Ideology and the grammar of idealism: The Caterpillar controversy revisited
journal contributionposted on 25.02.2008, 11:20 by Peter Armstrong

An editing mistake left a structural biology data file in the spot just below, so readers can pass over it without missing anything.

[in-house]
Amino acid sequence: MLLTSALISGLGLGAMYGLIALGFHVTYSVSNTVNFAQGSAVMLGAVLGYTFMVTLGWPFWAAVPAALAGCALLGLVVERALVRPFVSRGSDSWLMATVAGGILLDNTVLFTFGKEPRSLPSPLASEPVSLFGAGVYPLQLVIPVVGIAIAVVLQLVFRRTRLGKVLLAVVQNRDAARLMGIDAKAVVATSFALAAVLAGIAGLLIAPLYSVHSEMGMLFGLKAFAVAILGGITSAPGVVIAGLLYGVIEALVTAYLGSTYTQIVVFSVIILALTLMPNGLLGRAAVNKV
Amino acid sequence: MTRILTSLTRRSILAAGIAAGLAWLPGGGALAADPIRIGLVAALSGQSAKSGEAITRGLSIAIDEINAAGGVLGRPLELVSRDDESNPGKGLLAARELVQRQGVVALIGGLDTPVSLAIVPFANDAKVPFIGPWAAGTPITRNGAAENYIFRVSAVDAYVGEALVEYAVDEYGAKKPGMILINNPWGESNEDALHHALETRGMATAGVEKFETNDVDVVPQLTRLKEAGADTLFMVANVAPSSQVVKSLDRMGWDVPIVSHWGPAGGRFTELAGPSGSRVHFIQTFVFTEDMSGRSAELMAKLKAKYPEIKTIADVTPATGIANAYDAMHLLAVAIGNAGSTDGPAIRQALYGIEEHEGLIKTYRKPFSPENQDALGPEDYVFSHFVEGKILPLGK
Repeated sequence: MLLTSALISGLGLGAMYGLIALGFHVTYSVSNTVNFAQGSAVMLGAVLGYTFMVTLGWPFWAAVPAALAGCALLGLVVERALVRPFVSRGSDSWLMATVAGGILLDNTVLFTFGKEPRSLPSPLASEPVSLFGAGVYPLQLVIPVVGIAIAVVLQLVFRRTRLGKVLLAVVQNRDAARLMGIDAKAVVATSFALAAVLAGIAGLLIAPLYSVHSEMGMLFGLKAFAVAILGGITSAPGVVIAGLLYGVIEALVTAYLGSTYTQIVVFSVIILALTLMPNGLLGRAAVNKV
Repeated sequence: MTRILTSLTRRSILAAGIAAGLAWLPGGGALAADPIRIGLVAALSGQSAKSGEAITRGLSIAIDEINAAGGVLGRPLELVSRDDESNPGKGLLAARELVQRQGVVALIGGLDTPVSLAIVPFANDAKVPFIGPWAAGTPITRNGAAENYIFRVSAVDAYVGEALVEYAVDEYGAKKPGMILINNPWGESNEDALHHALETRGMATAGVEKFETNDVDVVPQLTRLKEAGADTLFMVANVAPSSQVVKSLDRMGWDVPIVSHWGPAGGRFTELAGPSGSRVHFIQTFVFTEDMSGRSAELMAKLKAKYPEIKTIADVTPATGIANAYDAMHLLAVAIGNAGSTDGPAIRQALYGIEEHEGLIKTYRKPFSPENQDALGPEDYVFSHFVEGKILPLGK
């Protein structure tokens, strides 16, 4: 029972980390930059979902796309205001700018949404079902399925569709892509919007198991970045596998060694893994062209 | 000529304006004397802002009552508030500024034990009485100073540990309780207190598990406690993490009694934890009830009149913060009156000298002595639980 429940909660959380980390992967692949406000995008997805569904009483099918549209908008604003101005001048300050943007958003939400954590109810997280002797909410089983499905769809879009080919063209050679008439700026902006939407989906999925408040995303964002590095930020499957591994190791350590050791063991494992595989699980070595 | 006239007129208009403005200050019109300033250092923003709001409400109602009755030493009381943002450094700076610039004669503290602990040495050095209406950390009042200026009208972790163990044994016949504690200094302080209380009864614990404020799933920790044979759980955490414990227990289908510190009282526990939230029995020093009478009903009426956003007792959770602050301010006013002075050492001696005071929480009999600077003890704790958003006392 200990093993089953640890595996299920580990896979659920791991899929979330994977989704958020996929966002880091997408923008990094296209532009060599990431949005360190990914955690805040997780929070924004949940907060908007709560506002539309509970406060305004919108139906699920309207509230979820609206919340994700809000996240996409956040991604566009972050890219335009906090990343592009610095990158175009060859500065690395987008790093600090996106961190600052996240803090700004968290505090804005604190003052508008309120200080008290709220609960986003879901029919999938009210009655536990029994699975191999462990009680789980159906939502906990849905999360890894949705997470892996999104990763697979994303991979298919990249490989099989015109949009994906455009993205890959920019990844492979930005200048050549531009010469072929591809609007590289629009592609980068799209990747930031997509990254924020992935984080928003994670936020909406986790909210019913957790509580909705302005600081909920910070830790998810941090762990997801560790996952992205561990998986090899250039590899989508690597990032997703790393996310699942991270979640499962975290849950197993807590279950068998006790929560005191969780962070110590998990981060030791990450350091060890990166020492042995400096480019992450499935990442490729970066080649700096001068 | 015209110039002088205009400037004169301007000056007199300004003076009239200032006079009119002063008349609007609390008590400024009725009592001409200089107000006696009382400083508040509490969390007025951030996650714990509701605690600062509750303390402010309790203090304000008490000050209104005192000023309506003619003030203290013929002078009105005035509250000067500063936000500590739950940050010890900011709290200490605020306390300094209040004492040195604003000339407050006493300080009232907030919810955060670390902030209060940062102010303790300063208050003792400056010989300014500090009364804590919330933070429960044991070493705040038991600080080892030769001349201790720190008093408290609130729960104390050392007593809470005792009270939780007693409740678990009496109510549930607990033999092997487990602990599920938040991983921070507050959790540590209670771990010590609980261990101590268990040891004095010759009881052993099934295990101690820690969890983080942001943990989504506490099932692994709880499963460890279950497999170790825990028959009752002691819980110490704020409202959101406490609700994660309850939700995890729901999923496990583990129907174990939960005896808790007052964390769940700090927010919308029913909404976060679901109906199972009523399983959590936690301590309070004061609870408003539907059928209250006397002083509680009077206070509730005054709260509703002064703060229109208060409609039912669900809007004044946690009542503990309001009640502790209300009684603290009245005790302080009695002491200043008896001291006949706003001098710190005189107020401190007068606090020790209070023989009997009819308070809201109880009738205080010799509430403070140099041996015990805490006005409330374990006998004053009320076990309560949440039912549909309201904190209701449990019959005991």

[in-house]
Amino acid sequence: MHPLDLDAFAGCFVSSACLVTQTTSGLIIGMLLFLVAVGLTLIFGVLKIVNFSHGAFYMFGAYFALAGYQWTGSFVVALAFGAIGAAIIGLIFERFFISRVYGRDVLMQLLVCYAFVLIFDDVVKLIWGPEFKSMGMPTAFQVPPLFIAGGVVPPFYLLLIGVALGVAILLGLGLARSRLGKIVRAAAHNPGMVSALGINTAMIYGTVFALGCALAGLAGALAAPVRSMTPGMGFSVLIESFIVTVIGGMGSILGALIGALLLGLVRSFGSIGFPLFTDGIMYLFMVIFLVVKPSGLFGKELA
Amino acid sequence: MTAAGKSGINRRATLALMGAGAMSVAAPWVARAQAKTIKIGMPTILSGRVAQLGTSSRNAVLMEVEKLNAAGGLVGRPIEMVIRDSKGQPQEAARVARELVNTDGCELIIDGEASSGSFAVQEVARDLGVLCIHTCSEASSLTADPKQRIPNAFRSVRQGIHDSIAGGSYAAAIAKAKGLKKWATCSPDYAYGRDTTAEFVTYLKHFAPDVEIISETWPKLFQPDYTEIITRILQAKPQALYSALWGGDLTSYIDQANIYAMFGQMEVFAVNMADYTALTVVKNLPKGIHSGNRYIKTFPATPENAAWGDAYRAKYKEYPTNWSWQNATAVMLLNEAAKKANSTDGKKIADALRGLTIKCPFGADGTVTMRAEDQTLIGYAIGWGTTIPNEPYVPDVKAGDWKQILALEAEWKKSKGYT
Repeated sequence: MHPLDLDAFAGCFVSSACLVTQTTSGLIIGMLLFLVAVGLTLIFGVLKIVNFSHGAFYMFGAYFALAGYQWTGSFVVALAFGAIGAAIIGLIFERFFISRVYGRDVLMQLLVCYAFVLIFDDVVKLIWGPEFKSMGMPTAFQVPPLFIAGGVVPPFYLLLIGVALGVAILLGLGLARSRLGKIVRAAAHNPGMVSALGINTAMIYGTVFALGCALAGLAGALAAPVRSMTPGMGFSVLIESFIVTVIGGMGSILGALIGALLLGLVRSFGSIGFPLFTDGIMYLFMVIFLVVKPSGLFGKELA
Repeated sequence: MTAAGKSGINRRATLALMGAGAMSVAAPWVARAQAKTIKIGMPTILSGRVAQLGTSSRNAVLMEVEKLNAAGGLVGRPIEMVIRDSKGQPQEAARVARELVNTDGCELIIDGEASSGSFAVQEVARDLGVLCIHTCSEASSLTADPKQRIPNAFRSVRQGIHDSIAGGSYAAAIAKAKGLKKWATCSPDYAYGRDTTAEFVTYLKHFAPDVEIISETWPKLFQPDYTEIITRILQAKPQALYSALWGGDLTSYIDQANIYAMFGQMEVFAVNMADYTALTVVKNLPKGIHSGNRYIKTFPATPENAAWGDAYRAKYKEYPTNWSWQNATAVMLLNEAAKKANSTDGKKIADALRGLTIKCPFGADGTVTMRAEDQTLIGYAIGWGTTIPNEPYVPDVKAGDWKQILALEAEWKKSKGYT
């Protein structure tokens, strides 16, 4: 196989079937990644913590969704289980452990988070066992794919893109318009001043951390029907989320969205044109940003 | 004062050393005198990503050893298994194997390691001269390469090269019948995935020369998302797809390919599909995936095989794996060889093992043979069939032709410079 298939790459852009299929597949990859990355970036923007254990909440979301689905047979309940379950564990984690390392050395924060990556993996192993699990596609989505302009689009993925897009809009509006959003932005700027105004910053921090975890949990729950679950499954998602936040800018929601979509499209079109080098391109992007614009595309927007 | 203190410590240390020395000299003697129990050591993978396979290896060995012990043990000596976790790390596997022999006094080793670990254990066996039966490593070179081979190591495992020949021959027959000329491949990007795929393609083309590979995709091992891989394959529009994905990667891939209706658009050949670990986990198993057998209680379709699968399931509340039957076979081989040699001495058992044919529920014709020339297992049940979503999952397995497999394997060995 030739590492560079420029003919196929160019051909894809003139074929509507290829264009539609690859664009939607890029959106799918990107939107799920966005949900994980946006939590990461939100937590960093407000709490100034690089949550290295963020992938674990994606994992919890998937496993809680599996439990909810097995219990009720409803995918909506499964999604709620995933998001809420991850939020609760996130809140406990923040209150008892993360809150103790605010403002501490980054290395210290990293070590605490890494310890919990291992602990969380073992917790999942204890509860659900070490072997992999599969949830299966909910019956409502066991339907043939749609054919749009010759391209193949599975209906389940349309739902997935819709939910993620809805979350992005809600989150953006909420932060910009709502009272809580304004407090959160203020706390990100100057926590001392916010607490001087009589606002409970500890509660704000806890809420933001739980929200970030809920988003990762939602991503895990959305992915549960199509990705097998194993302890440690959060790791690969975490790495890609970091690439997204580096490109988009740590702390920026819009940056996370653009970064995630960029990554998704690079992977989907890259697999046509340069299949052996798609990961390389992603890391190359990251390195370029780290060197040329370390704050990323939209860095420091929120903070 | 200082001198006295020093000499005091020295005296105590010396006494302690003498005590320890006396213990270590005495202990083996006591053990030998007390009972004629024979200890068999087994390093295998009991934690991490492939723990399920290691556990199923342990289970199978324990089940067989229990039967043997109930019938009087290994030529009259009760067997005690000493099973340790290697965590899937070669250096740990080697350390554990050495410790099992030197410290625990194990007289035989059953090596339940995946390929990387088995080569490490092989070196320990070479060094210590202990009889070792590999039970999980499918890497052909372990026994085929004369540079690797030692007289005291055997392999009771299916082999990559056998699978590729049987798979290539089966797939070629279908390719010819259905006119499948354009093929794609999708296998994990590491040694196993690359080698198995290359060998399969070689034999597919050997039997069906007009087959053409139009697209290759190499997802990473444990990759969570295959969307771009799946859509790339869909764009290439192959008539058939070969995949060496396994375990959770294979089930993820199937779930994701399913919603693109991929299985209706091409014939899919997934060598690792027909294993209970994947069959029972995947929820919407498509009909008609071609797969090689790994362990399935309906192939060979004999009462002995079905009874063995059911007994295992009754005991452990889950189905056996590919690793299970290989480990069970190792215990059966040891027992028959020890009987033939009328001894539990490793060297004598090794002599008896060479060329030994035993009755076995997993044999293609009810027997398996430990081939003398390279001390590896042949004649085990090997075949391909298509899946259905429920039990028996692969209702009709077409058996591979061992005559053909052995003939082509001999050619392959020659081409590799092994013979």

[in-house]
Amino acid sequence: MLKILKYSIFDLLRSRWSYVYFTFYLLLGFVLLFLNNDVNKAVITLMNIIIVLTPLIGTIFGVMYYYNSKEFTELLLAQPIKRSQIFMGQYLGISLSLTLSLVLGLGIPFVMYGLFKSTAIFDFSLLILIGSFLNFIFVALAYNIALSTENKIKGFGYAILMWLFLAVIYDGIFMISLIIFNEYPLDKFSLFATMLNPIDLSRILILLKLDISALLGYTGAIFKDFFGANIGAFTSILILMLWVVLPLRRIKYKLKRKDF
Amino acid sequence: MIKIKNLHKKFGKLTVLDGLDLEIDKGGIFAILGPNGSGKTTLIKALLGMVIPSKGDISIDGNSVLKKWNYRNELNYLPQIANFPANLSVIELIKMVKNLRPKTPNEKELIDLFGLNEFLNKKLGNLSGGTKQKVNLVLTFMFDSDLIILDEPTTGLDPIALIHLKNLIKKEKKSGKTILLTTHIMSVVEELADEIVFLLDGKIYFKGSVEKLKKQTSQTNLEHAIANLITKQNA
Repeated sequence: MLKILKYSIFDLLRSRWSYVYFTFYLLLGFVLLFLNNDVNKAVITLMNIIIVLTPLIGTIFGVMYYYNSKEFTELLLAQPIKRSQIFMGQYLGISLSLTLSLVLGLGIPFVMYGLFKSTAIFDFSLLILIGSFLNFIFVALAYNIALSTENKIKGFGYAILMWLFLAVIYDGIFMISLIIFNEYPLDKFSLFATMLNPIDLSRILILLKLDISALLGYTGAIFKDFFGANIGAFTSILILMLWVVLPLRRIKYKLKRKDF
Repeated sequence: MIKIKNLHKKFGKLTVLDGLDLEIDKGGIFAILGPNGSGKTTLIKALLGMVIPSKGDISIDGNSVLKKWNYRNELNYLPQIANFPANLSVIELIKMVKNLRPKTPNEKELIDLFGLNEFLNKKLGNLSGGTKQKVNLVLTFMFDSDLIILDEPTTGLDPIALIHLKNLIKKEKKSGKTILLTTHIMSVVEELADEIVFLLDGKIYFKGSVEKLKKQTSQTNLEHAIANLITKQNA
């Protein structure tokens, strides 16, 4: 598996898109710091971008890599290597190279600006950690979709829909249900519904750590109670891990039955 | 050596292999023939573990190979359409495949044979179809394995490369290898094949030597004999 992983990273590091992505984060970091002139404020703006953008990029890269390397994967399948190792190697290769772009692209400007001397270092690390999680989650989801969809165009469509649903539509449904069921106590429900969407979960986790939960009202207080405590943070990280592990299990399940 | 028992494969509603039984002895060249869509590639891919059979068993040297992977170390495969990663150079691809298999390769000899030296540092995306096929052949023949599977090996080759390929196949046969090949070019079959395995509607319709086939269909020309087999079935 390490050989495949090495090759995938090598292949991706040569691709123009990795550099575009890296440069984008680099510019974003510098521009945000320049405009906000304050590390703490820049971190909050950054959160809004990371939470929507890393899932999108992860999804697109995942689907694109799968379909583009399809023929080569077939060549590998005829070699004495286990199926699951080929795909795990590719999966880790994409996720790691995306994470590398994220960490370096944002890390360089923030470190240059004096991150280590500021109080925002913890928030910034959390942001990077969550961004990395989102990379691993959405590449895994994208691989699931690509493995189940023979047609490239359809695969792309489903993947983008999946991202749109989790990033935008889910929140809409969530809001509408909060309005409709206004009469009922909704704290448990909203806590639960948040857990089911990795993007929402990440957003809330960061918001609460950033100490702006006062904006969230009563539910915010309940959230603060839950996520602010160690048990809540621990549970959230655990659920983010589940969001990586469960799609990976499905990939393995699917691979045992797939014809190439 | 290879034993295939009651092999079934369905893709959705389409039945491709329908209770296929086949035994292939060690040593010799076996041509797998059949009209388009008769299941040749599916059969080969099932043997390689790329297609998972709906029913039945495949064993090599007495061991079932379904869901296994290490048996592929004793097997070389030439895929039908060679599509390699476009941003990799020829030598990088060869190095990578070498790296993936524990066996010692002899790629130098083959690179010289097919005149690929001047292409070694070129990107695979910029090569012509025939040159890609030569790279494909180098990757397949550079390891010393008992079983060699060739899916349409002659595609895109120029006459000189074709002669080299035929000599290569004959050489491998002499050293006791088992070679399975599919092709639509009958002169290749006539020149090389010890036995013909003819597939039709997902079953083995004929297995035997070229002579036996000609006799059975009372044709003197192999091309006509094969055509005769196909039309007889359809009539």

Methodological idealism is attractive to the ideologue because of the freedom it offers to construct a preferred story-line. This means that the realist critique of such writings tends to coincide with a critique of ideology. Amplifying an earlier analysis by the author (Armstrong, 2004), this paper revisits a recent exchange along these lines within the literature of critical accounting. The occasion was Miller and O’Leary's (1994) proclamation that a ‘new economic citizenship’ had come into being with the spatial re-organization of manufacture at the now defunct Decatur plant of Caterpillar company. A first critique by Arnold (1998) demonstrated that this version of events could not be reconciled with the experiences of the workforce. A second, by Froud et al. (1998) pointed out that it was actually based on an uncritical recycling of management representations of their own actions; a more adequate understanding, both of the representations and of the actions needed to situate both in relation to the company's competitive situation. Though both critiques commented on the stylistic devices employed in Miller and O’Leary's narrative, neither of them, understandably, made any detailed analysis of their role in arguing Miller and O’Leary's most spectacular claim: that there was some kind of ‘linkage’ between the changes in the layout of Decatur's shopfloor and a new economic citizenship for the workforce. Because Miller and O’Leary's manner of ‘writing the social’ has now become a dominant force within the critical accounting project, it is important to examine the manner in which it achieves its truth-effects. On the evidence of the Caterpillar paper, at least three stylistic devices are heavily involved: • A persistent tendency to write in the passive voice fudges the issue of who thought and did what. A first consequence is that management images of the state of mind of the workforce are all-too-easily taken to be primary evidence of what these states of mind were. A second is that the narrative fails to distinguish interpretations made by the people at Decatur from the authors’ own. • The widespread use of key terms in scare quotes, creates uncertainties about whose definitions of them are at issue and what those definitions are. The result is a terminological slack which allows the authors to argue at will the linkages and connections (also undefined) on which their thesis depends. • A preference for writing about control systems in terms of the personal characteristics which they assume results in a narrative in which hypothetical beings (e.g. ‘the governable person’) are repeatedly invoked and gradually take on a quasi-corporeal existence in the process. Modes of ‘governmentality’ then appear to produce their intended effects simply in virtue of their existence. Taken together, the effect of these rhetorical devices is to allow the empirical world to speak in evidence, but only as scripted by the authors. In this manner, the warrant of empirical research is attached to a preferred vision of the social. The result is ideology.